If you had to choose one word that described all great entrepreneurs, is there a better one than that? To eschew the steady paycheck and comfortable lifestyle in order to pursue a lifelong dream that will undoubtedly face countless obstacles and take years to become a success. That certainly requires a lack of fear that most people simply do not possess.
But what if one of the biggest obstacles one must overcome to reach their full potential and see their business succeed comes from within? How many seemingly fearless entrepreneurs are actually holding themselves back by an unseen, and quite possibly unrecognized, fear?
While many people believe those with an entrepreneurial spirit are driven by a fear of failure, many of them may be self-sabotaging due to a different fear altogether. They may be suffering from a fear of success.
What is a Fear of Success?
Fear of success may be a difficult concept for a lot of us to wrap our minds around. A fear of failure makes complete sense but how can anyone be afraid of succeeding? The answer lies in the fact it is not success itself that paralyzes some but rather it’s the consequences of that success.
An oft-cited quote from American spiritual teacher and best-selling author Marianne Williamson gets to the root of the fear of success.
“Our deepest fear is not that we are inadequate. Our deepest fear is that we are powerful beyond measure. It is our light, not our darkness that most frightens us. We ask ourselves, Who am I to be brilliant, gorgeous, talented, fabulous? Actually, who are you not to be? You are a child of God. Your playing small does not serve the world. There is nothing enlightened about shrinking so that other people won’t feel insecure around you. We are all meant to shine, as children do.”
One of the more prominent scholars who explored this territory is 20th century American psychologist Abraham Maslow who wrote the book The Farther Reaches of Human Nature in which he expounds upon the fear of greatness. He calls this phenomenon the Jonah Complex after the Biblical character who sought to run away from the destiny God had bestowed upon him. In the book he writes:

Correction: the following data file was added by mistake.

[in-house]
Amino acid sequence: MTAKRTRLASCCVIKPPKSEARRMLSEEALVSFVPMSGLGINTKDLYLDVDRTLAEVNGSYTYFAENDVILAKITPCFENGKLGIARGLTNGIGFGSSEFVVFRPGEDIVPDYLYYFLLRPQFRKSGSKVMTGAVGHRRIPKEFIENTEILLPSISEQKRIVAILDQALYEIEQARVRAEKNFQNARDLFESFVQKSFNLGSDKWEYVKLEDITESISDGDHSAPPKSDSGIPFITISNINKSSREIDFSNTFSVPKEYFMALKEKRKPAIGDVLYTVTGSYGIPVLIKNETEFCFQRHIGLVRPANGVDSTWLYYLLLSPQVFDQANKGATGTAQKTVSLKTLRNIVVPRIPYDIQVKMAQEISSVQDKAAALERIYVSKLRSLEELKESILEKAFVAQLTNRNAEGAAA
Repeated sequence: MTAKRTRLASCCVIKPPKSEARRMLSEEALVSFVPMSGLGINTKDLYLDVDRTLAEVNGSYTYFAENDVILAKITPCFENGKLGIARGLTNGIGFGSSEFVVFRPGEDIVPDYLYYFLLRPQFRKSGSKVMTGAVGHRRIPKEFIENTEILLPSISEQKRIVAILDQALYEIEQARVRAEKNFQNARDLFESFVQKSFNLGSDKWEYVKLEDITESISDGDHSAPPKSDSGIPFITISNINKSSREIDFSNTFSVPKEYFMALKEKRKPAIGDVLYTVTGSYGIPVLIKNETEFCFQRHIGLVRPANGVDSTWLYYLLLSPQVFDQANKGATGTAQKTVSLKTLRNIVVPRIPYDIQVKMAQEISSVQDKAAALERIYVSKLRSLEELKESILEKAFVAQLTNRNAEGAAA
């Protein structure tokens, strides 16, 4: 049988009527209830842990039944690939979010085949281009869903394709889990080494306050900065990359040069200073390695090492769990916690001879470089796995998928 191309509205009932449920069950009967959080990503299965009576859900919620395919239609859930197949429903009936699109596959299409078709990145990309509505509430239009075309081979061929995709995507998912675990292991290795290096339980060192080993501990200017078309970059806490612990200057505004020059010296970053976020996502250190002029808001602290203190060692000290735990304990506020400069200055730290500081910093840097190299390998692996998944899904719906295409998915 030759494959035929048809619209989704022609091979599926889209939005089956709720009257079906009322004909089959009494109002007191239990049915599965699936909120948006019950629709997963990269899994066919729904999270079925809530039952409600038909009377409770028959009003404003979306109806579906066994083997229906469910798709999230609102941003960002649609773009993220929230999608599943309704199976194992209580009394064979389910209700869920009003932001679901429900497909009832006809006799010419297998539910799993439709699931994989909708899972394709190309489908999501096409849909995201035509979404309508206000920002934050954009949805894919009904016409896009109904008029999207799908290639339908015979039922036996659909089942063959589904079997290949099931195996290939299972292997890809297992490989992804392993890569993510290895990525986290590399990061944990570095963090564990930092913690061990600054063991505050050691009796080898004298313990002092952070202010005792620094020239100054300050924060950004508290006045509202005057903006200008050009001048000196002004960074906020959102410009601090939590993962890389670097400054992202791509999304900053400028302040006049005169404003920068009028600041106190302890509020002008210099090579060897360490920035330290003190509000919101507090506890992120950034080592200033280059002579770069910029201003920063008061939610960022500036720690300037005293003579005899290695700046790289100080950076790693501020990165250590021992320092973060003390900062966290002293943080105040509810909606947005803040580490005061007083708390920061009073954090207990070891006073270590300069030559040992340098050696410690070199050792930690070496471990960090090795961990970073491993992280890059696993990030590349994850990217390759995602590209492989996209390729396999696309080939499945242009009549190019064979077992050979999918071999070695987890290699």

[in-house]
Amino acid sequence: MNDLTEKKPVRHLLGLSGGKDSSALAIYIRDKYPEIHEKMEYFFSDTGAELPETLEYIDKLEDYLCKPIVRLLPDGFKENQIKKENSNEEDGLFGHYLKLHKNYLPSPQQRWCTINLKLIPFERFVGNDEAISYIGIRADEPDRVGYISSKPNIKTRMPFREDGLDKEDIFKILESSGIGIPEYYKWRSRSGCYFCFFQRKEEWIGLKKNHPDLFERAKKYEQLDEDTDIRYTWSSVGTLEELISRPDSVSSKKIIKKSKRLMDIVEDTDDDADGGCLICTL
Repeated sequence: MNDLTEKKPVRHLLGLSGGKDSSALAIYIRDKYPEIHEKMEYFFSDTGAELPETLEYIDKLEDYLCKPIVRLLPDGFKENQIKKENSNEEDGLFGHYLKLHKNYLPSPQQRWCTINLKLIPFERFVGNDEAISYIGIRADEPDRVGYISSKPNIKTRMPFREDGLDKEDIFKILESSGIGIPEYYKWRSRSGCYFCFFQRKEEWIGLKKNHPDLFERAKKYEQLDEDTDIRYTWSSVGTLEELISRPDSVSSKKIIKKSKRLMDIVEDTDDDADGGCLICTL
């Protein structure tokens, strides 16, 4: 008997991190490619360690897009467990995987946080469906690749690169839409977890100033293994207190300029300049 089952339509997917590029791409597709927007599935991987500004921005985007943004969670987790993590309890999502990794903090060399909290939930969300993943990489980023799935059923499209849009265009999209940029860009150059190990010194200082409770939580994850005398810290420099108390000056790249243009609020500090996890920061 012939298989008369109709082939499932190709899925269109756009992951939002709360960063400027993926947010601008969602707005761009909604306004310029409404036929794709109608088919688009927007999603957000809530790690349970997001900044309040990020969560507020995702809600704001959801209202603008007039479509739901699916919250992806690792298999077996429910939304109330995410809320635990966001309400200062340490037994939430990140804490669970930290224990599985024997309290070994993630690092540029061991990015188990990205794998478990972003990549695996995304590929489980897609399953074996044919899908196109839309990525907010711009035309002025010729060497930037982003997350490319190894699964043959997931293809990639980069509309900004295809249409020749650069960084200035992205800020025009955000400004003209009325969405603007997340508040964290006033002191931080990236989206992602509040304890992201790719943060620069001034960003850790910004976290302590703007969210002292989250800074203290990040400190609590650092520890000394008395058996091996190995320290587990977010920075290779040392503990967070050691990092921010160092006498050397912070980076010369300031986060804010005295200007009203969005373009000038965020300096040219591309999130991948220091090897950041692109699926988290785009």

“In my own notes I had at first labeled this the “fear of one’s own greatness”, or the “evasion of one’s destiny” or the “running away from one’s own best talents”…It is certainly true that many of us evade our constitutionally suggested vocations (call, destiny, task in life, mission). So often we run away from the responsibilities dictated (or rather suggested) by nature, by fate, even sometimes by accident, just as Jonah tried – in vain – to run away from his fate.”
“We fear our highest possibilities…We are generally afraid to become that which we glimpse in our most perfect moments, under the most perfect conditions, under the conditions of greatest courage. We enjoy and even thrill to godlike possibilities we see in ourselves in such peak moments. And yet we simultaneously shiver with weakness, awe, and fear before these very same possibilities.”
The Fear of Success Manifested in Today’s Business Environment
One of the biggest reasons fear of success can grab a hold of many in the business environment is because we have a basic fear of the unknown. We know the new world order will bring changes, but what if those changes aren’t all positive? We tend to tell ourselves stories in the form of questions that begin to paint a narrative. Russell Bishop addressed this occurrence in his article for the Huffington Post in which he writes:
“Have you ever entertained thoughts about what might happen if…? Imagine telling yourself a story that goes something like this: “Well, first I’ll be the one with the office. Then I’ll be the one making decisions. But what if the decisions don’t work out? What if I don’t know what to do? What if I’m not very good at it? Now I’m going to tell them what to do, and then I’m going to have to do their performance reviews. How will my friends/co-workers respond to me being in charge? What if they start complaining about me? What if they abandon me?”
For the entrepreneur, those questions could take the form of, “What happens if the business takes me away from my family? What if overwhelming success means my friends think I’m too good for them? What if this family business venture drives a wedge between me and my family members?”